## Why the Zariski topology?

The Zariski topology is a topology that is well-suited for the study of polynomial equations in algebraic geometry, since a Zariski topology has many fewer open sets than in the usual metric topology. In fact, the only closed sets are the algebraic sets, which are the zeros of polynomials.

### Is the Zariski topology Hausdorff?

The Zariski topology is not Hausdorff. In fact, any two open sets must intersect, and cannot be disjoint. Also, the open sets are dense, in the Zariski topology as well as in the usual metric topology.

**What is Zariski problem?**

The Zariski Cancellation Problem for Affine Spaces asks whether the affine space A k n is cancellative, i.e., if is an affine k-variety such that V × A k 1 ≅ A k n + 1 , does it follow that V ≅ A k n? Equivalently, if A is an affine k-algebra such that A [ 1 ] = k [ n + 1 ] , does it follow that A = k [ n ]?

**Is the Zariski topology compact?**

In particular, every open subset of an affine variety is compact in the Zariski topology. (Recall that by definition a topological space X is compact if every open cover of X has a finite subcover.)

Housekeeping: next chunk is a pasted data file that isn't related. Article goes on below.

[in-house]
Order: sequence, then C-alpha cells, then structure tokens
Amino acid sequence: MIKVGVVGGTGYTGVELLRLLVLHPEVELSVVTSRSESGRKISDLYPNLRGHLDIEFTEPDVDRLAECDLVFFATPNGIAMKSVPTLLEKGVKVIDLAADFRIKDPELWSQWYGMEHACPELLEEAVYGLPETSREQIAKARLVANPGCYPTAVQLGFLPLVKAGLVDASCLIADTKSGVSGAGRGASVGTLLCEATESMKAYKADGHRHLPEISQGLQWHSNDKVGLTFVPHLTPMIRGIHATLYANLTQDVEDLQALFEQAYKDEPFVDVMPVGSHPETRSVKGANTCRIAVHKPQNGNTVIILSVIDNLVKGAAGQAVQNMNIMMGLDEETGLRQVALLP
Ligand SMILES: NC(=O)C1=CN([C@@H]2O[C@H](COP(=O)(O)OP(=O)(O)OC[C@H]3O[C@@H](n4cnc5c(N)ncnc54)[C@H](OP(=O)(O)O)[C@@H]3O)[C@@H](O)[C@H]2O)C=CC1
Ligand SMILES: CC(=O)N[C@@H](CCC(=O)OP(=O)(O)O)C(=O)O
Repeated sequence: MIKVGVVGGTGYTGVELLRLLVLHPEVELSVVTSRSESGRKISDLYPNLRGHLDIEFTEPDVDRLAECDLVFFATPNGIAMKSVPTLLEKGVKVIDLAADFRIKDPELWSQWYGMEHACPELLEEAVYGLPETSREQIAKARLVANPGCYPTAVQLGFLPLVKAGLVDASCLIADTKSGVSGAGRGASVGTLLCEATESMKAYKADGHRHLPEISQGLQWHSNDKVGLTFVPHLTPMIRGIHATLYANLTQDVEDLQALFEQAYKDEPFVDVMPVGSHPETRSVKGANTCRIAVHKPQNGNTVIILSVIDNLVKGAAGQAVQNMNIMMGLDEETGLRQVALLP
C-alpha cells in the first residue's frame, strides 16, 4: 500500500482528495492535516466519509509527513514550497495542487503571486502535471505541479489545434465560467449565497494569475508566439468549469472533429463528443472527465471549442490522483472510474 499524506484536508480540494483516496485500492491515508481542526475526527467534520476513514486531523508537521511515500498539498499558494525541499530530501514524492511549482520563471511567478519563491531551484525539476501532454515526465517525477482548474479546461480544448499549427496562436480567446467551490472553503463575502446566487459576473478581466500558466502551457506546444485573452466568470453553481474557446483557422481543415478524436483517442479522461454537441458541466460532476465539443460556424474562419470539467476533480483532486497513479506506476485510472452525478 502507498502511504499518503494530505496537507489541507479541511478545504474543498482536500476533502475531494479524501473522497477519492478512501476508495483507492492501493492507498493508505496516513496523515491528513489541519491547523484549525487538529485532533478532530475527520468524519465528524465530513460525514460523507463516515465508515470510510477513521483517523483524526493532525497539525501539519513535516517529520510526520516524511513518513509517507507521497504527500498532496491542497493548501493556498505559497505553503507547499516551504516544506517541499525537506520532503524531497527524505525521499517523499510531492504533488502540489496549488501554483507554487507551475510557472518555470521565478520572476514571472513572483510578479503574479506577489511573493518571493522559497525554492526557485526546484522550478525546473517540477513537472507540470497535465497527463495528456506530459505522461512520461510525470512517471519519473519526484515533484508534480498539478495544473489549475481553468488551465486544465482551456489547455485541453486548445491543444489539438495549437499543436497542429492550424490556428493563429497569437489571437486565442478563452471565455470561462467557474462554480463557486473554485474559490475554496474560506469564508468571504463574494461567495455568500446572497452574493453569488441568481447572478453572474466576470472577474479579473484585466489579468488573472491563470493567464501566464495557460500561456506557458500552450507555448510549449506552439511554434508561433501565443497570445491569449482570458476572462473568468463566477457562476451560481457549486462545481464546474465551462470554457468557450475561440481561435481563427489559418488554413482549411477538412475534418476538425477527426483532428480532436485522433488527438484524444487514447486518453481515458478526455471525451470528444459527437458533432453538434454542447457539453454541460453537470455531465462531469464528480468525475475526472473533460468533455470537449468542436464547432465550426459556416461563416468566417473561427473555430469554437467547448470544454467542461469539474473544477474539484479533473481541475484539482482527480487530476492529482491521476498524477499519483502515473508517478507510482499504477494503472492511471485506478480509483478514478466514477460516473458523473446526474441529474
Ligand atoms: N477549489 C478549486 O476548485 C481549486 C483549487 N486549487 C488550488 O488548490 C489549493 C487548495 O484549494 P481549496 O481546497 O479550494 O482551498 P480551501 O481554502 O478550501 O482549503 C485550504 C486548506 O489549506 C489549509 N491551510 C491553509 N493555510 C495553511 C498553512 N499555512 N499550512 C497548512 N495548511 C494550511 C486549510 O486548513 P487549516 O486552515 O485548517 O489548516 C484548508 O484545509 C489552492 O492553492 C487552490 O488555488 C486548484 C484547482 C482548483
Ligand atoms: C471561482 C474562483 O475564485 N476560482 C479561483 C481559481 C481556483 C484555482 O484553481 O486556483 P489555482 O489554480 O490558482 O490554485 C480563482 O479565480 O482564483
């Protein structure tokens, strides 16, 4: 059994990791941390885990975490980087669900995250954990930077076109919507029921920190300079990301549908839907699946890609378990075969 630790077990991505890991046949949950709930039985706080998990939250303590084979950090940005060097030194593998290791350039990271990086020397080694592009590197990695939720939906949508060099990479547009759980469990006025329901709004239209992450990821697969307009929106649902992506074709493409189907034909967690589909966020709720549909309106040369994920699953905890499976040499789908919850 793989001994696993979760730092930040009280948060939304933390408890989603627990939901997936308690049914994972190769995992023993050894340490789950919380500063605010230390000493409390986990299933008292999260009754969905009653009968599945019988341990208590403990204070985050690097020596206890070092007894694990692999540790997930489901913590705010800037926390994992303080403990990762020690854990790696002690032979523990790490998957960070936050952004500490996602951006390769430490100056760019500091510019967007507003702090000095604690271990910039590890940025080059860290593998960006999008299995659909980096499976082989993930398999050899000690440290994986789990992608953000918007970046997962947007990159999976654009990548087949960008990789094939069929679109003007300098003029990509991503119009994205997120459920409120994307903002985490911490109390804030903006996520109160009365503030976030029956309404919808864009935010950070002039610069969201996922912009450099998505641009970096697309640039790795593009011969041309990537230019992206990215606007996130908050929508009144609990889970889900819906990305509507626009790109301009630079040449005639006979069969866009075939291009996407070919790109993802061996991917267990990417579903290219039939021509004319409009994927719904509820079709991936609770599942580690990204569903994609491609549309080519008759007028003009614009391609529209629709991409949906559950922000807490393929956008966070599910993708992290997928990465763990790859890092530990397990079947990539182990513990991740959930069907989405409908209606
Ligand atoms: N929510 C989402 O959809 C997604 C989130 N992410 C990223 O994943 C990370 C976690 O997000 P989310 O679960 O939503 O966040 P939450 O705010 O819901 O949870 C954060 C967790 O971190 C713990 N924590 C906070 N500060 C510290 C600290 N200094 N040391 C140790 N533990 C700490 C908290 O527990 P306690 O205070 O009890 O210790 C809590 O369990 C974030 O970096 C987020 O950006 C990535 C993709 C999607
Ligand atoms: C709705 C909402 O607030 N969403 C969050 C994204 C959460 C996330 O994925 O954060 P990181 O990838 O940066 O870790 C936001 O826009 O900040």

## Is the zariski topology compact?

### Is the zariski topology path connected?

The Cremona group is topologically simple when endowed with the Zariski or Euclidean topology, in any dimension ≥ 2 and over any infinite field. Two elements are always connected by an affine line, so the group is path-connected.

**What is zariski problem?**

**Are points closed in the Zariski topology?**

Every regular map of varieties is continuous in the Zariski topology. In fact, the Zariski topology is the weakest topology (with the fewest open sets) in which this is true and in which points are closed.

## Why is Zariski topology not hausdorff?

If the field k is not a finite field, then the Zariski topology on the affine space (def. 2.1) is not Hausdorff. This is because the solution set to a system of polynomials over an infinite polynomial is always a finite set. This means that in this case all the Zariski closed subsets V(ℱ) are finite sets.